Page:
The Hall of Valour
The Hall of Valour honours the ninety-nine Australians who have received the Victoria Cross and the nine Australian Defence personnel who have directly received the George Cross.
Amid great battles and the movements of armies, the exploits of courageous individuals have always provided inspiration. The Hall of Valour recognises the deeds of ordinary Australians under the extraordinary conditions of war.
The Victoria Cross, the highest award for bravery in the face of the enemy, was instituted in 1856 by Queen Victoria and made retrospective to 1854 to cover the period of the Crimean War. It was awarded to Australians for valour in several major conflicts since the Boer War until replaced by the Victoria Cross for Australia in 1991. The change was minimal; the bronze cross and maroon ribbon was retained and the new award carried all the prestige and tradition of the Imperial Victoria Cross.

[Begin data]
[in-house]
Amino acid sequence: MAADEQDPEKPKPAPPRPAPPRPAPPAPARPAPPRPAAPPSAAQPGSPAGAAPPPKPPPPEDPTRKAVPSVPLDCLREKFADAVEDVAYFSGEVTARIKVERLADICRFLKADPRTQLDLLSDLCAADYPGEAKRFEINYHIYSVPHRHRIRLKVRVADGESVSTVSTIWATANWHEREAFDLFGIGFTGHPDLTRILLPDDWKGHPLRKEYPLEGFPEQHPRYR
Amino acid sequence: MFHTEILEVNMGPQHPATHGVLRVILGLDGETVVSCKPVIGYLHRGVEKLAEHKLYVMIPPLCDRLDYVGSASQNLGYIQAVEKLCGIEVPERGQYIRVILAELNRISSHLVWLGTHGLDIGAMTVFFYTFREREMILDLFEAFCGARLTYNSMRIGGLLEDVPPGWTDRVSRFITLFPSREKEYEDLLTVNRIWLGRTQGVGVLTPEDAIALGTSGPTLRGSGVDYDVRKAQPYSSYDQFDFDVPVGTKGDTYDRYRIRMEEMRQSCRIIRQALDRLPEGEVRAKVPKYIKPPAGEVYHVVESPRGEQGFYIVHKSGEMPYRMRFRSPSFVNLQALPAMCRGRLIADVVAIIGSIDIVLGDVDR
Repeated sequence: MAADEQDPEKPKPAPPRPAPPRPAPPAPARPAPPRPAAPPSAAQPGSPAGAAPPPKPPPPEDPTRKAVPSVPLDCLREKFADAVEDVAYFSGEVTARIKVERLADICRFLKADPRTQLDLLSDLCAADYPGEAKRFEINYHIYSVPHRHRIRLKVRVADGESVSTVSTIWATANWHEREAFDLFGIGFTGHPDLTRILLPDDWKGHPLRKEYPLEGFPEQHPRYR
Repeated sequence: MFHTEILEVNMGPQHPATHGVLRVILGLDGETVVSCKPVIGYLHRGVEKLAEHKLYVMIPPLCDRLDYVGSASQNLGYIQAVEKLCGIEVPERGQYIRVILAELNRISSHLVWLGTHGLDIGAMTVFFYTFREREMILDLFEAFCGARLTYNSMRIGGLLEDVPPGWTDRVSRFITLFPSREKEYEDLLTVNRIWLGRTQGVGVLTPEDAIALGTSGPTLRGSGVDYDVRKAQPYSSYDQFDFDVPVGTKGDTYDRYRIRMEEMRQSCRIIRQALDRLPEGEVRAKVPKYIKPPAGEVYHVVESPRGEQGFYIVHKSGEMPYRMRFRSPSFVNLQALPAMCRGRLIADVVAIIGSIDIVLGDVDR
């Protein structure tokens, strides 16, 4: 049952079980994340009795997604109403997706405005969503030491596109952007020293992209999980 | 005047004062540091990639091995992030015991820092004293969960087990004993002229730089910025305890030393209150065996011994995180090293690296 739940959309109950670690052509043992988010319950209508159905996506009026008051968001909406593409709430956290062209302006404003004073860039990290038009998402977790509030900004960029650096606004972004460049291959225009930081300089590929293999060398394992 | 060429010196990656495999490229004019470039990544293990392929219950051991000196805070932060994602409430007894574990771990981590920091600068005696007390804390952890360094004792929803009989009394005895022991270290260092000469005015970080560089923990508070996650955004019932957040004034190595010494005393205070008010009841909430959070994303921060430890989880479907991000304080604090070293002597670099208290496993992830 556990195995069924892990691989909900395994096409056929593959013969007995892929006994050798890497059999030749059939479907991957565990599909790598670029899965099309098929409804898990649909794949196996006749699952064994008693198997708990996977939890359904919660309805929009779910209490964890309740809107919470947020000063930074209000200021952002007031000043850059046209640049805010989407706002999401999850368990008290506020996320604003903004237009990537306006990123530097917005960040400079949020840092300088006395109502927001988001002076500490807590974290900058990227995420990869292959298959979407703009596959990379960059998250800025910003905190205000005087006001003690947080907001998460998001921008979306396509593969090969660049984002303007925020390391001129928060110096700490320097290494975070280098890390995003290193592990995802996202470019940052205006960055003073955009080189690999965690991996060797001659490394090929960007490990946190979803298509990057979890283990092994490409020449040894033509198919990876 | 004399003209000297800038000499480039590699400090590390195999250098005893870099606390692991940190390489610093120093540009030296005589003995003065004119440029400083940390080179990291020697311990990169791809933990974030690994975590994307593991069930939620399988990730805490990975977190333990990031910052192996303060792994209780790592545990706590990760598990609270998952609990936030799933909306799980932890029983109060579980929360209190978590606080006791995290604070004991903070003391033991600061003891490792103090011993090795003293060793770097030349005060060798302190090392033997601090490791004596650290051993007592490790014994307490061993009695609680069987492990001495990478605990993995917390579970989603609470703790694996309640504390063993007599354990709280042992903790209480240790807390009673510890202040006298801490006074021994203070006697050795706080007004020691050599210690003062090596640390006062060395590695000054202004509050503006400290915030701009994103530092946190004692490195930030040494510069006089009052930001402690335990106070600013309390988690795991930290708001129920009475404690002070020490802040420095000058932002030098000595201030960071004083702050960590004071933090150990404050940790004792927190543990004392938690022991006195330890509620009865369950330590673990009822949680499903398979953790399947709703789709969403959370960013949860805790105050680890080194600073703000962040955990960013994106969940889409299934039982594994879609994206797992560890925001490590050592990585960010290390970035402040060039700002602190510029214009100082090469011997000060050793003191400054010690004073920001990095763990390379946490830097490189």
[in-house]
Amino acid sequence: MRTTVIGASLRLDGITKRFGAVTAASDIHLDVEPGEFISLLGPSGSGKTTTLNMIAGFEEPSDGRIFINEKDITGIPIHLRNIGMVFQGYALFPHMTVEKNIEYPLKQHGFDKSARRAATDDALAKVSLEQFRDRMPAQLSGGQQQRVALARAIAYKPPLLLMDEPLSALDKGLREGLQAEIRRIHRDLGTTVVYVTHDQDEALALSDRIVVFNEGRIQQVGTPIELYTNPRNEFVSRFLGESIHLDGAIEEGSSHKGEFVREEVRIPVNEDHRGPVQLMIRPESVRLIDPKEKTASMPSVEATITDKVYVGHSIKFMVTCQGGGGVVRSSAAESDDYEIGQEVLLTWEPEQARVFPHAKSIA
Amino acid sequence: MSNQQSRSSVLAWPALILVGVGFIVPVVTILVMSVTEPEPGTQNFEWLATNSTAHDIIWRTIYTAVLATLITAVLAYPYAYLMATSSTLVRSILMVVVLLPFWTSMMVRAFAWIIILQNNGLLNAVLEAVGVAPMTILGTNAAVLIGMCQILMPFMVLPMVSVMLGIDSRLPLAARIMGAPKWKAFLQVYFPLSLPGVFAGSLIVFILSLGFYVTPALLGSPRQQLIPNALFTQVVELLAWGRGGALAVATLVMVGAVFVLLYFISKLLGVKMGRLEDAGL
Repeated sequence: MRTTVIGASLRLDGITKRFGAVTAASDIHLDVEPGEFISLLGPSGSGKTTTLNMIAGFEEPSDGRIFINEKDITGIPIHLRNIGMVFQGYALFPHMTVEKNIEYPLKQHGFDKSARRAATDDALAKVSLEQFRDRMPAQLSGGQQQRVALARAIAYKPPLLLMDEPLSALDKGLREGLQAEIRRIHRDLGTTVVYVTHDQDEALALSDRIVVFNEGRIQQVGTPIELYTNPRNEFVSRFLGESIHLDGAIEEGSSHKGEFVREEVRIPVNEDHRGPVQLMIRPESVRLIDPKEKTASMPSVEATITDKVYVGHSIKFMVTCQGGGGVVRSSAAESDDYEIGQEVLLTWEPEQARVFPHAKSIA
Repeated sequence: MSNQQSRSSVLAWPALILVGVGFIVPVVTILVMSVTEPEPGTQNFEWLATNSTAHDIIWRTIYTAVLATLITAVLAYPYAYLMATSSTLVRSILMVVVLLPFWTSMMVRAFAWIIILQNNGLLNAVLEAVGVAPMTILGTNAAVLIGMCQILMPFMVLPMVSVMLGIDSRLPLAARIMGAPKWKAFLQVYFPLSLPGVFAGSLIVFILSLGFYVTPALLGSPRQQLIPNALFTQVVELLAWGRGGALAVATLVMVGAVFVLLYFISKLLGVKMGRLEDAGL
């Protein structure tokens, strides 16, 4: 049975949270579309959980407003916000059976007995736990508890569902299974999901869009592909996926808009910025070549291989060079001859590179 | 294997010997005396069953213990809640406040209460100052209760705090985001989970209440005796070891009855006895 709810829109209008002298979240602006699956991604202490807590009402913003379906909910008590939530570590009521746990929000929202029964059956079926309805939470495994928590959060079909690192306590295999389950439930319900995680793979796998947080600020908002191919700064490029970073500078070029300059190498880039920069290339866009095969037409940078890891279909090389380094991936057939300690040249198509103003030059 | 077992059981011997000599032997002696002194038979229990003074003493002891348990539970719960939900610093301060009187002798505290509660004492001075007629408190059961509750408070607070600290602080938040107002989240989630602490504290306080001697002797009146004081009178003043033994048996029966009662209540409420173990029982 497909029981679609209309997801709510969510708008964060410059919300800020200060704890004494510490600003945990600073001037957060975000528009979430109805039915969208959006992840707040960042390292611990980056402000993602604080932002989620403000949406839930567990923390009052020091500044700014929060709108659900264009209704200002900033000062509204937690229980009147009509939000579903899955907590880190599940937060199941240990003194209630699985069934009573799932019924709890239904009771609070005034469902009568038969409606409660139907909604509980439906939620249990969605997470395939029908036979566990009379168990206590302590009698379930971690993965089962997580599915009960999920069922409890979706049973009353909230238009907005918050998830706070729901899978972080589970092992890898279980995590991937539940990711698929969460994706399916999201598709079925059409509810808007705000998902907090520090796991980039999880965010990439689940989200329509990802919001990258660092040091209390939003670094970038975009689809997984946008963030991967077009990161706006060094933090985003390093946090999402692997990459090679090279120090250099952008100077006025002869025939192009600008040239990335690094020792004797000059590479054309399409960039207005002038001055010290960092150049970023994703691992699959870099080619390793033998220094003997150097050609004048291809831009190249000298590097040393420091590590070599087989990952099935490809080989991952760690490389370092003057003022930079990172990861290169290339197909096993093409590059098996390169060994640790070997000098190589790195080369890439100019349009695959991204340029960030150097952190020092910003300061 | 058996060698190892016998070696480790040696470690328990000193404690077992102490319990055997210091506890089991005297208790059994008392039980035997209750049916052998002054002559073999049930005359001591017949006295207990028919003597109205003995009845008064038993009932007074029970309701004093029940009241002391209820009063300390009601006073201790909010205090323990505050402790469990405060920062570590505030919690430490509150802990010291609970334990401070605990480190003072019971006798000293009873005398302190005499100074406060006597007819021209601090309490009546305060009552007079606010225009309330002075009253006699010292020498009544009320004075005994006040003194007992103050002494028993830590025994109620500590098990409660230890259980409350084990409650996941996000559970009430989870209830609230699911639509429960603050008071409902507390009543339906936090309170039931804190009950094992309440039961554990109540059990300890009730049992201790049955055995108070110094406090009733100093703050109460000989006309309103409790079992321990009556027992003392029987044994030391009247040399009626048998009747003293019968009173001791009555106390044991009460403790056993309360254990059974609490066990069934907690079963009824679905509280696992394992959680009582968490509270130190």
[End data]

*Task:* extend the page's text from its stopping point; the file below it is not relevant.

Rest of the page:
In 1940, the George Cross was introduced as a bravery award of equivalent status to the Victoria Cross. It was awarded to civilians and servicemen and women in recognition of courageous acts that did not involve contact with an enemy. In 1975 it was replaced in Australia by the Cross of Valour.
- Australian recipients of the Victoria Cross
- Victoria Crosses at the Memorial
- The Gallipoli VCs
- More about the Victoria Cross and the Victoria Cross for Australia
- The George Cross
- Governor-General's speech from the official opening of the Hall of Valour
- Prime Minister's speech from the official opening of the Hall of Valour
Watch our videos
War stories features Keith Payne VC, Mark Donaldson VC, Benjamin Roberts-Smith VC and the Memorial's Nick Fletcher.
Definition of valour Peter Burness explains the significance of the Hall of Valour, the qualities of those awarded the Victoria Cross and the definition of valour.